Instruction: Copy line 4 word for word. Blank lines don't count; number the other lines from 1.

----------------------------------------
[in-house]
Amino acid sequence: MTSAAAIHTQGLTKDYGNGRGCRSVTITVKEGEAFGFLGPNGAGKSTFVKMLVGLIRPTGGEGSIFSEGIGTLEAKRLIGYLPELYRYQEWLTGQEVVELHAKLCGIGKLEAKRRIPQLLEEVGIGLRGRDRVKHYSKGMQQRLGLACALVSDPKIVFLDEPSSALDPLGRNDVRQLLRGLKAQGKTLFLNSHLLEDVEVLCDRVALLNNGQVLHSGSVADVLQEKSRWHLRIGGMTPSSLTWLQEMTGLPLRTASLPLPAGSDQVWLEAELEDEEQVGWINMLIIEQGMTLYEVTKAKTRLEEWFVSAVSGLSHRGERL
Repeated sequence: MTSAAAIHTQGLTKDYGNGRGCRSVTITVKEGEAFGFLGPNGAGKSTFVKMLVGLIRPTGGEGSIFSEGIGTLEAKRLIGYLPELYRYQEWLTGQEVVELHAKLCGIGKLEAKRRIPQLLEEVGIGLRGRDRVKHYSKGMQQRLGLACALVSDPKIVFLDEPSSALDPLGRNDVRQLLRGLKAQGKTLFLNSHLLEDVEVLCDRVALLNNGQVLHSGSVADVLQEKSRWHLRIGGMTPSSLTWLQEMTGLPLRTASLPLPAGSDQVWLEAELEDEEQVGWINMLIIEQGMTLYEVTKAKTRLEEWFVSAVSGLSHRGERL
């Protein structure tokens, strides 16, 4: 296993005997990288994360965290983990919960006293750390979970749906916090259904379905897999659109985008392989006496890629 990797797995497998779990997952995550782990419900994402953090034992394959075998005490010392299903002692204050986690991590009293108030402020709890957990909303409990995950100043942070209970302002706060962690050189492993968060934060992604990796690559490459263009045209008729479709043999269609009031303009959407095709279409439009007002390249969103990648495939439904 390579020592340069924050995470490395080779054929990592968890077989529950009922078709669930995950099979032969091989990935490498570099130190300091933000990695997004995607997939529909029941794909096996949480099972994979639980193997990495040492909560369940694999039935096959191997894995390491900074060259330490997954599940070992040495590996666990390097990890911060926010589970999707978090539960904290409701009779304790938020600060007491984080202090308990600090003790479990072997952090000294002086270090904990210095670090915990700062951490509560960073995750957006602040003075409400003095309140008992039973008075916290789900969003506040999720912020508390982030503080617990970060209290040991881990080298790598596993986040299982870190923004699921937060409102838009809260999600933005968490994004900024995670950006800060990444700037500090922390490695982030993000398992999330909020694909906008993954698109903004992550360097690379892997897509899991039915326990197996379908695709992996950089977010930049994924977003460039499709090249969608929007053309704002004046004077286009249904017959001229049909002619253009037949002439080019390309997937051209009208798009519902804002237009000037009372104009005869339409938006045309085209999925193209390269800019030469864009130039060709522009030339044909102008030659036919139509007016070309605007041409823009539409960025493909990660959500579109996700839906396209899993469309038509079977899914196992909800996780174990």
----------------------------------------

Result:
């Protein structure tokens, strides 16, 4: 296993005997990288994360965290983990919960006293750390979970749906916090259904379905897999659109985008392989006496890629 990797797995497998779990997952995550782990419900994402953090034992394959075998005490010392299903002692204050986690991590009293108030402020709890957990909303409990995950100043942070209970302002706060962690050189492993968060934060992604990796690559490459263009045209008729479709043999269609009031303009959407095709279409439009007002390249969103990648495939439904 390579020592340069924050995470490395080779054929990592968890077989529950009922078709669930995950099979032969091989990935490498570099130190300091933000990695997004995607997939529909029941794909096996949480099972994979639980193997990495040492909560369940694999039935096959191997894995390491900074060259330490997954599940070992040495590996666990390097990890911060926010589970999707978090539960904290409701009779304790938020600060007491984080202090308990600090003790479990072997952090000294002086270090904990210095670090915990700062951490509560960073995750957006602040003075409400003095309140008992039973008075916290789900969003506040999720912020508390982030503080617990970060209290040991881990080298790598596993986040299982870190923004699921937060409102838009809260999600933005968490994004900024995670950006800060990444700037500090922390490695982030993000398992999330909020694909906008993954698109903004992550360097690379892997897509899991039915326990197996379908695709992996950089977010930049994924977003460039499709090249969608929007053309704002004046004077286009249904017959001229049909002619253009037949002439080019390309997937051209009208798009519902804002237009000037009372104009005869339409938006045309085209999925193209390269800019030469864009130039060709522009030339044909102008030659036919139509007016070309605007041409823009539409960025493909990660959500579109996700839906396209899993469309038509079977899914196992909800996780174990």